On Wed, Jul 13, 2016 at 4:29 PM, Erik Schnetter <[hidden email]> wrote:
I'm hoping for a system where integer operations are checked by default. If this becomes expensive in a particular function / module, then one can there (1) perform respective checks when the function is entered, (2) disable further checks inside the function, and (3) (for bonus points) use static analysis to prove that the manual checks prevent accidental overflow.

Except for the bonus part, that's how array indices are currently checked, and that's how we handle IEEE floating-point conformance.

Anyway -- adding one item to my to-do list: Experiment with a command-line flag to Julia that switches on checked integer operations.

-erik

On Wed, Jul 13, 2016 at 4:21 PM, John Myles White <[hidden email]> wrote:
This seems more like a use case for static analysis that checked operations to me. The problem IIUC isn't about the usage of high-performance code that is unsafe, but rather that the system was nominally tested, but tested in an imperfect way that didn't cover the failure cases. If you were rewriting this in Rust, it's easy for me to imagine that you would use checked arithmetic at the start until 5 years have passed, then you would decide it's safe and turn off the checks -- all because you had never really tested the obscure cases that only a static analyzer is likely to catch.

 -- John

On Wednesday, July 13, 2016 at 1:07:59 PM UTC-7, Erik Schnetter wrote:
We have this code <https://einsteintoolkit.org> that simulates black holes and other astrophysical systems. It's written in C++ (and a few other languages). I obviously intend to rewrite it in Julia, but that's not the point here.

One of the core functions allows evaluating (interpolating) the value of a function at any point in the domain. That code was originally written in 2002, and has been used and optimized and tested extensively. So you'd think it's reasonably bug-free...

Today, a colleague ran this code on Blue Waters, using 32,000 nodes, and with some other parameters set to higher resolutions that before. Given the subject of the email, you can guess what happened.

Luckily, a debugging routine was active, and caught an inconsistency (an inconsistent domain decomposition), alerting us to the problem.

Would Julia have prevented this? I know that everybody wants speed -- and if you are using 32,000 nodes, you want a lot of speed -- but the idea of bugs that only appear when you are pushing the limits makes me uncomfortable. So, no -- Julia's unchecked integer arithmetic would not have caught this bug either.

Score: Julia vs. C++, both zero.

-erik

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Re: A story on unchecked integer operations

Erik Schnetter
In reply to this post by Erik Schnetter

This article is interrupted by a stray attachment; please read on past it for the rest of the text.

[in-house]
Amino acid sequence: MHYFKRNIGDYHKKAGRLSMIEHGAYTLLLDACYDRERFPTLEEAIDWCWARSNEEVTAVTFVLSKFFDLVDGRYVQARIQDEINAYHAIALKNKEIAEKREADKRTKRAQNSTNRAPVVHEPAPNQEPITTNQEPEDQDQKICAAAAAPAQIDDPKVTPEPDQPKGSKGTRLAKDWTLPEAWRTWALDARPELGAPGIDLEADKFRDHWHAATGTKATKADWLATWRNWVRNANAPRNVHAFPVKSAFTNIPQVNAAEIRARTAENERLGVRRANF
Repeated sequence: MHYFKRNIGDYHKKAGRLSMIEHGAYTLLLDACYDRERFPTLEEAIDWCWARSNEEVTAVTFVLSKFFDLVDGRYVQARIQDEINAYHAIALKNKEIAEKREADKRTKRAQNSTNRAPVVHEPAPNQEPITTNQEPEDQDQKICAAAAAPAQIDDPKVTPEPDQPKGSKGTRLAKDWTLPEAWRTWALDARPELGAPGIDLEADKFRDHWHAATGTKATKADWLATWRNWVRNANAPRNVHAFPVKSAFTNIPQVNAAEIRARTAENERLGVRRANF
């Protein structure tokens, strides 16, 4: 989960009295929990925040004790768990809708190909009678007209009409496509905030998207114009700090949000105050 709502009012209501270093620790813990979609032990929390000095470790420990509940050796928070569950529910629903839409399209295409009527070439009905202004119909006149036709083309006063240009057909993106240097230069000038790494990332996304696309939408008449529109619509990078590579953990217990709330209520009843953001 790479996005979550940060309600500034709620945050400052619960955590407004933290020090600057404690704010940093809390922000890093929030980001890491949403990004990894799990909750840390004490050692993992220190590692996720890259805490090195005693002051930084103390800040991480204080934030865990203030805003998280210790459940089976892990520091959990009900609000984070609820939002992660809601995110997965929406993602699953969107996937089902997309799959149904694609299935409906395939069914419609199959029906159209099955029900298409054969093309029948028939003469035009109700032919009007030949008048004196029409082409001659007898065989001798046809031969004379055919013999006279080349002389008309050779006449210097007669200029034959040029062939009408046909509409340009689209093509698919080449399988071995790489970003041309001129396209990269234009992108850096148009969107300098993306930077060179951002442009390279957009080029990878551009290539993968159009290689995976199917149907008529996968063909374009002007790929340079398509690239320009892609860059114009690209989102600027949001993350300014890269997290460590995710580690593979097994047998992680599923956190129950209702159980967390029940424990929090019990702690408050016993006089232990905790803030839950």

Someone asked for more details; I'm replying publicly.

The code decomposes the domain into many small "components" which are characterized by a tuple of 4 (small) integers. We want to use these integers as key in a C++ map (i.e. Dict). To simplify things, we calculate a single, unique integer key from these 4 integers, very much like linearizing an array index. As the maximum value of all 4 integers is known, this is straightforward. Only a few components need to be handled by a particular node, so this map is very sparsely populated and efficient.

In this case, the maximum key exceeded the capacity of a C++ int. The solution was to use a 64-bit integer instead. (Another option would be to use a C++ tuple, but tuples did not exist in C++ in 2002 when the code was originally developed.)

I realize now that Julia actually would have prevented this issue on Blue Waters, since this is a 64-bit architecture, and Julia uses 64-bit integers there by default. On the other hand, a simulation on a Blue Gene/Q would have exhibited the same issue, and this is a 32-bit architecture

-erik


On Wed, Jul 13, 2016 at 4:29 PM, Erik Schnetter <[hidden email]> wrote:
I'm hoping for a system where integer operations are checked by default. If this becomes expensive in a particular function / module, then one can there (1) perform respective checks when the function is entered, (2) disable further checks inside the function, and (3) (for bonus points) use static analysis to prove that the manual checks prevent accidental overflow.

Except for the bonus part, that's how array indices are currently checked, and that's how we handle IEEE floating-point conformance.

Anyway -- adding one item to my to-do list: Experiment with a command-line flag to Julia that switches on checked integer operations.

-erik

On Wed, Jul 13, 2016 at 4:21 PM, John Myles White <[hidden email]> wrote:
This seems more like a use case for static analysis that checked operations to me. The problem IIUC isn't about the usage of high-performance code that is unsafe, but rather that the system was nominally tested, but tested in an imperfect way that didn't cover the failure cases. If you were rewriting this in Rust, it's easy for me to imagine that you would use checked arithmetic at the start until 5 years have passed, then you would decide it's safe and turn off the checks -- all because you had never really tested the obscure cases that only a static analyzer is likely to catch.

 -- John

On Wednesday, July 13, 2016 at 1:07:59 PM UTC-7, Erik Schnetter wrote:
We have this code <https://einsteintoolkit.org> that simulates black holes and other astrophysical systems. It's written in C++ (and a few other languages). I obviously intend to rewrite it in Julia, but that's not the point here.

One of the core functions allows evaluating (interpolating) the value of a function at any point in the domain. That code was originally written in 2002, and has been used and optimized and tested extensively. So you'd think it's reasonably bug-free...

Today, a colleague ran this code on Blue Waters, using 32,000 nodes, and with some other parameters set to higher resolutions that before. Given the subject of the email, you can guess what happened.

Luckily, a debugging routine was active, and caught an inconsistency (an inconsistent domain decomposition), alerting us to the problem.

Would Julia have prevented this? I know that everybody wants speed -- and if you are using 32,000 nodes, you want a lot of speed -- but the idea of bugs that only appear when you are pushing the limits makes me uncomfortable. So, no -- Julia's unchecked integer arithmetic would not have caught this bug either.

Score: Julia vs. C++, both zero.

-erik